Cerebral blood flow is associated with diagnostic class and cognitive decline in alzheimer's disease

Wenna Duan, Parshant Sehrawat, Arvind Balachandrasekaran, Ashish B. Bhumkar, Paresh B. Boraste, James T. Becker, Lewis H. Kuller, Oscar L. Lopez, H. Michael Gach, Weiying Dai

Research output: Contribution to journalArticlepeer-review

25 Scopus citations


Background: Reliable cerebral blood flow (CBF) biomarkers using a noninvasive imaging technique are sought to facilitate early diagnosis and intervention in early Alzheimer's disease (AD). Objective: We aim to identify brain regions in which CBF values are affected and related to cognitive decline in early AD using a large cohort. Methods: Perfusion MRIs using continuous arterial spin labeling were acquired at 1.5 T in 58 normal controls (NC), 50 mild cognitive impairments (MCI), and 40 AD subjects from the Cardiovascular Health Study Cognition Study. Regional absolute CBF and normalized CBF (nCBF) values, without and with correction of partial volume effects, were compared across three groups. Association between regional CBF values and Modified Mini-Mental State Examination (3MSE) were investigated by multiple linear regression analyses adjusted for cardiovascular risk factors. Results: After correcting for partial volume effects and cardiovascular risk factors, ADs exhibited decreased nCBF with the strongest reduction in the bilateral posterior cingulate precuneus region (p < 0.001) compared to NCs, and the strongest reduction in the bilateral superior medial frontal region (p < 0.001) compared to MCIs. MCIs exhibited the strongest nCBF decrease in the left hippocampus and nCBF increase in the right inferior frontal and insular region. The 3MSE scores within the symptomatic subjects were significantly associated with nCBF in the bilateral posterior and middle cingulate and parietal (p < 0.001), bilateral superior medial frontal (p < 0.001), bilateral temporoparietal (p < 0.02), and right hippocampus (p = 0.02) regions. Conclusion: Noninvasive perfusion MRI can detect functional changes across diagnostic class and serve as a staging biomarker of cognitive status.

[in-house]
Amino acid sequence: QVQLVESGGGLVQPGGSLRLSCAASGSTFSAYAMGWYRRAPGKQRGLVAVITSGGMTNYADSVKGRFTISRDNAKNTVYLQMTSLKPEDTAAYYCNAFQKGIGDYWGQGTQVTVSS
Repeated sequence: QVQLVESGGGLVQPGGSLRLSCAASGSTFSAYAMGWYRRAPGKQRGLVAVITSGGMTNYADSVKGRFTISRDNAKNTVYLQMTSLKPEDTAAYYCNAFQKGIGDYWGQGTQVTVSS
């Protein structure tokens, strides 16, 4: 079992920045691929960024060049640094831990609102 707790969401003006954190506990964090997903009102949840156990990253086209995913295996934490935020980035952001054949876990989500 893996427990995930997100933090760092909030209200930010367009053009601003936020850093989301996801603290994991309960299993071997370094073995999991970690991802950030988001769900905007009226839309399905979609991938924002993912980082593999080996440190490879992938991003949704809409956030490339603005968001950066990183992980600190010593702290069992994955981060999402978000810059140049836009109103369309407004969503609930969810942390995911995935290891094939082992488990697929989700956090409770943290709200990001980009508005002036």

Original languageEnglish
Pages (from-to)1103-1120
Number of pages18
JournalJournal of Alzheimer's Disease
Issue number3
StatePublished - 2020


  • Alzheimer's disease
  • arterial spin labeling
  • cerebral blood flow
  • cognition


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